Excluding deallocated VMs from availability alerting (3/3: Alert rule excluding deallocated VMs)

This problem is probably as old as there are monitoring tools on the market. "How can I exclude legitimately deallocated VMs from alerting" is a question that I've heard many times.

Where most monitoring tools such as System Center Operations Manager have tooling around the concept of maintenance mode where all alerts are suppressed for a duration of time; Azure Monitor has no provisions at this point.

This article series consisting of three articles walks through how to build a mechanism that automatically tracks VM events (start, deallocation) and provides this as a means to extend log based alerts with Azure Monitor and Log Analytics.

This is the second part of a 3-post series:

Architecture

As lined out in the first post in this series, we need to consider the following requirements:

  • Log Analytics data retention may affect the result if a VM is offline for longer than the retention.
  • Data written to Log Analytics stays there until the retention has been reached. This means we need to cover a scenario where a VM is first deallocated and then started within the retention time of the workspace.

The overall design looks something like the following diagram:

Solution design

The upper part describes how near-real time events that happen on VMs flow into Log Analytics so that this data within a reasonable timeframe (<= 5 minutes) available for querying.

The lower part takes care of the problem with the data retention of the workspace. A Logic App that runs on a schedule queries Log Analytics to get all the VMs that are currently in a deallocated state, validates that status against the actual state in Azure and updates the data. This makes sure that if a VM was deleted we do not carry over old data in our status table.

Alert rule excluding deallocated VMs

The previous two articles focus on how to store the current VM state to Log Analytics and provide means to persist this state longer than the retention of Log Analytics. The data looks something like the following:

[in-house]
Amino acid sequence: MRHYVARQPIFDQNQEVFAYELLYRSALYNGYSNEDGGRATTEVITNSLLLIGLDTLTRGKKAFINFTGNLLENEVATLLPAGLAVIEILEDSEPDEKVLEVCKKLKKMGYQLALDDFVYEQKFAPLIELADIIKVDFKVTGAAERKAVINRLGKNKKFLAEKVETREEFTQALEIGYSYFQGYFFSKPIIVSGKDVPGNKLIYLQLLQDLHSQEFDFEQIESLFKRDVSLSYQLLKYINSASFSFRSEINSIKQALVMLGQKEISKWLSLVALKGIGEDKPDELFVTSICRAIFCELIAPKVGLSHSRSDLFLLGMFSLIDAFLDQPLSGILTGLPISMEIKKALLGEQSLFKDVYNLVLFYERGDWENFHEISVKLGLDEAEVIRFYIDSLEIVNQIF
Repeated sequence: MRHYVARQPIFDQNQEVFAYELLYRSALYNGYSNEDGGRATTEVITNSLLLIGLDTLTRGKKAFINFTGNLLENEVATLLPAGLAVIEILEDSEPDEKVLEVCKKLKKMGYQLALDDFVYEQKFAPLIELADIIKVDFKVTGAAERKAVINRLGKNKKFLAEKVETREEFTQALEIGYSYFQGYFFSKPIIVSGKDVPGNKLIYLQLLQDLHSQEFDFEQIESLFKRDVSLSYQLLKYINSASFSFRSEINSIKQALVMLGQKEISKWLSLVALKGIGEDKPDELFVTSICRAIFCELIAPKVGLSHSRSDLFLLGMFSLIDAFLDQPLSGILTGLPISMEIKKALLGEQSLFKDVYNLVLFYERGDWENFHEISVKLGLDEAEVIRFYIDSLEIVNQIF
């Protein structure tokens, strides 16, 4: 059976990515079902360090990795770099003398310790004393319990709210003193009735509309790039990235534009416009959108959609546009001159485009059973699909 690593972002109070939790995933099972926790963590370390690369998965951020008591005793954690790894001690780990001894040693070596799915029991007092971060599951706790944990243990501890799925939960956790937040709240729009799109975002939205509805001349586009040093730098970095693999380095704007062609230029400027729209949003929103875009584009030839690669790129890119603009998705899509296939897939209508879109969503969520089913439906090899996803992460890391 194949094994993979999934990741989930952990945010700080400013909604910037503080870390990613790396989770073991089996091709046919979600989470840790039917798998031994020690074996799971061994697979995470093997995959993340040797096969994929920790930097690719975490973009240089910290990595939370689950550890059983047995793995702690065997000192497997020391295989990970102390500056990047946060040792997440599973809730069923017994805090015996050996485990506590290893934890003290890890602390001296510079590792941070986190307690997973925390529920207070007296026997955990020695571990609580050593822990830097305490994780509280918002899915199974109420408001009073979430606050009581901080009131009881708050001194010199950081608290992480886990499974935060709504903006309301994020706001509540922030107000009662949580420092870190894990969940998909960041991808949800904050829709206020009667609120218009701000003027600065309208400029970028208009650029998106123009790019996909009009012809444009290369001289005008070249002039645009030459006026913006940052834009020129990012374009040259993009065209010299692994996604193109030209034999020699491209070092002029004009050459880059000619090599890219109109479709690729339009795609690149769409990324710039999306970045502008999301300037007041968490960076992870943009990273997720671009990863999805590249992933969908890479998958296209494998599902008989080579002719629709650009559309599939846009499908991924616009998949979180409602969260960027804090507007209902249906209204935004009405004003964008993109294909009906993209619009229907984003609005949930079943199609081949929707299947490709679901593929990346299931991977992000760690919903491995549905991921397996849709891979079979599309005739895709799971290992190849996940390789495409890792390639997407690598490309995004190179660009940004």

VM state in Log Analytics

This article will concentrate on building a query which will ignore VMs that are currently deallocated and should not emit any alerts.

Query

The magic of the exclusion lies in the query. Let's start by getting all VMs that are deallocated:

VmStatus_CL
| where TimeGenerated >= ago(36h)
| summarize arg_max(TimeGenerated, *) by vmName_s
| where status_s == "deallocate"
| project vmName_s 

I've selected a time windows of 36 hours as my Logic App that I created in the second part of this article series runs once a day and I want to make sure that all VMs are accounted for.

Now I have a list of VMs I can cross-reference:

List of deallocated VMs

Depending on your scenario the query to determine the health state of a VM might differ. I rely on the heartbeat data that is sent by the VM agent and signifies that both networking and OS are in working order:

Heartbeat
| summarize arg_max(TimeGenerated, *) by Computer
| where TimeGenerated < ago(5m)

This query selects the last event sent by the agent and will return that event if it is older than five minutes.

Now this needs to be correlated with the VMs that are currently not running:

let vms=VmStatus_CL
| where TimeGenerated >= ago(36h)
| summarize arg_max(TimeGenerated, *) by vmName_s
| where status_s == "deallocate"
| project vmName_s;
Heartbeat
| summarize arg_max(TimeGenerated, *) by Computer
| where TimeGenerated <= ago(5m)
| where Computer !in (vms)

I've used the let statement to build a table which contains all the VMs that are not running and filter the results of the heartbeat query against that. We can streamline this even more if we store the first part as a function.

Open up the Advanced Analytics portal and copy over the following query:

VmStatus_CL
| where TimeGenerated >= ago(36h)
| summarize arg_max(TimeGenerated, *) by vmName_s
| where status_s == "deallocate"
| project vmName_s

Hit Save in the top right corner and store it as a function, providing a function alias accordingly:

Save the query as a function
Function configuration

Once the function has been saved this simplifies the original query to the following:

Heartbeat
| summarize arg_max(TimeGenerated, *) by Computer
| where TimeGenerated <= ago(3m)
| where Computer !in (OfflineVms)

If you receive an error this means that the function was not registered yet. Give it a few moments for the function to fully propagate.

Armed with this query you can start building your alert rules. For guidance on how to do that, follow the Azure documentation for creating an alert rule with the Azure Portal.

Conclusion

In this article series I've shown how to use Logic Apps to track the state of a VM when a status change occurs and keep track of that state over time. This article focused on building a query that can be used to exclude VMs that are deallocated from alerting.

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